Animalia > Chordata > Mammalia > Carnivora > Mustelidae > Lontra > Lontra provocax
 

Lontra provocax (Southern River Otter)

Synonyms: Lutra provocax

Wikipedia Abstract

The southern river otter (Lontra provocax) is a species of otter that lives in Chile and Argentina. Although called a "river otter", it inhabits both marine and freshwater environments. It sometimes is considered a subspecies of Lontra canadensis. The southern river otter is listed as endangered, due to illegal hunting, water pollution, and habitat loss.
View Wikipedia Record: Lontra provocax

Endangered Species

Status: Endangered
View IUCN Record: Lontra provocax

EDGE Analysis

Uniqueness Scale: Similiar (0) 
1
 Unique (100)
Uniqueness & Vulnerability Scale: Similiar & Secure (0) 
46
 Unique & Vulnerable (100)
ED Score: 4.24
EDGE Score: 3.74

Attributes

Adult Weight [2]  16.53 lbs (7.50 kg)
Diet [3]  Carnivore (Invertebrates), Piscivore
Diet - Fish [3]  50 %
Diet - Invertibrates [3]  50 %
Forages - Ground [3]  100 %
Nocturnal [1]  Yes
Water Biome [1]  Lakes and Ponds, Rivers and Streams, Coastal

Ecoregions

Name Countries Ecozone Biome Species Report Climate Land
Use
Low Monte Argentina Neotropic Temperate Grasslands, Savannas, and Shrublands
Magellanic subpolar forests Chile, Argentina Neotropic Temperate Broadleaf and Mixed Forests
Patagonia Argentina, Chile, United Kingdom Neotropic Temperate Coastal Rivers    
Patagonian steppe Chile, Argentina Neotropic Temperate Grasslands, Savannas, and Shrublands
Valdivian temperate forests Chile, Argentina Neotropic Temperate Broadleaf and Mixed Forests

Protected Areas

Name IUCN Category Area acres Location Species Website Climate Land Use
Lanín National Park II 536819 Neuquen, Argentina
Nahuel Huapi National Park II 759703 Argentina  
Santuario de la Naturaleza Pumalín Sanctuary 713364 Chile
Tierra Del Fuego National Park II 172861 Argentina

Biodiversity Hotspots

Name Location Endemic Species Website
Chilean Winter Rainfall-Valdivian Forests Chile No

Prey / Diet

Cheirodon australe (Southern tetra)[4]
Cyprinus carpio (Common carp)[4]
Lithodes santolla (southern king crab)[4]
Oncorhynchus mykiss (redband trout)[4]
Paralomis granulosa (false southern king crab)[4]
Parastacus pugnax[4]
Percichthys trucha (Smallmouth perch)[4]
Percilia gillissi (Bass)[4]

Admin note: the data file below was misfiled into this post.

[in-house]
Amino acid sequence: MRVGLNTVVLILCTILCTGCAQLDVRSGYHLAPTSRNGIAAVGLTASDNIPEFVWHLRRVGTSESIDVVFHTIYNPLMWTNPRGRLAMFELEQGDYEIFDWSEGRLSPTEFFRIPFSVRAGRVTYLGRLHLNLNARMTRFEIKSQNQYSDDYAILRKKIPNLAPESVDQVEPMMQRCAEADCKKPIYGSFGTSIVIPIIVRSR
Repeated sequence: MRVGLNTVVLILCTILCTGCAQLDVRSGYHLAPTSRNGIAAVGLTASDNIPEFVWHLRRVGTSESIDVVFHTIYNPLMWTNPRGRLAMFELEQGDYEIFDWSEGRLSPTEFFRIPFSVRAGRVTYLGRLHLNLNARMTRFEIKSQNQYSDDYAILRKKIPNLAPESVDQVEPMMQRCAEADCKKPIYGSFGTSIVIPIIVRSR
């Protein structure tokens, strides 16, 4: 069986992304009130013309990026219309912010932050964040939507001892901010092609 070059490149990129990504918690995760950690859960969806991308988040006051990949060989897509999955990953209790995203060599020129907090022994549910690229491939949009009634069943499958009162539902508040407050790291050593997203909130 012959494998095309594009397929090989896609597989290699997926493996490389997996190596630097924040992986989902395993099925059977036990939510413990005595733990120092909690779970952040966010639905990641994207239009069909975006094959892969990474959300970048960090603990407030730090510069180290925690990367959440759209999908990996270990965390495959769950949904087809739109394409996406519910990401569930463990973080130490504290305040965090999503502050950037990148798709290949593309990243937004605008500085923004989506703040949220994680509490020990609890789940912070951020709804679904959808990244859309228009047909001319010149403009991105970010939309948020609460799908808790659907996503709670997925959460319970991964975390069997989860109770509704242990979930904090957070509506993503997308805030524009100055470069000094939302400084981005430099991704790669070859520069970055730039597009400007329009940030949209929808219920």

Salmo trutta (Brown trout)[4]
Samastacus spinifrons[4]

Prey / Diet Overlap

Competing SpeciesCommon Prey Count
Cathartes aura (Turkey Vulture)1
Harpyhaliaetus coronatus (Crowned Solitary Eagle)1
Megaceryle alcyon (Belted Kingfisher)1

Predators

Homo sapiens (man)[5]

Range Map

South America;

Photos

Citations

Attributes / relations provided by
1Myers, P., R. Espinosa, C. S. Parr, T. Jones, G. S. Hammond, and T. A. Dewey. 2006. The Animal Diversity Web (online). Accessed February 01, 2010 at animaldiversity.org
2Felisa A. Smith, S. Kathleen Lyons, S. K. Morgan Ernest, Kate E. Jones, Dawn M. Kaufman, Tamar Dayan, Pablo A. Marquet, James H. Brown, and John P. Haskell. 2003. Body mass of late Quaternary mammals. Ecology 84:3403
3Hamish Wilman, Jonathan Belmaker, Jennifer Simpson, Carolina de la Rosa, Marcelo M. Rivadeneira, and Walter Jetz. 2014. EltonTraits 1.0: Species-level foraging attributes of the world's birds and mammals. Ecology 95:2027
4Lontra provocax, Serge Larivière, MAMMALIAN SPECIES No. 610, pp. 1-4 (1999)
5Jorrit H. Poelen, James D. Simons and Chris J. Mungall. (2014). Global Biotic Interactions: An open infrastructure to share and analyze species-interaction datasets. Ecological Informatics.
Ecoregions provided by World Wide Fund For Nature (WWF). WildFinder: Online database of species distributions, ver. 01.06 WWF WildFINDER
Biodiversity Hotspots provided by Critical Ecosystem Partnership Fund
Images provided by Google Image Search
Abstract provided by DBpedia licensed under a Creative Commons License
Weather provided by NOAA METAR Data Access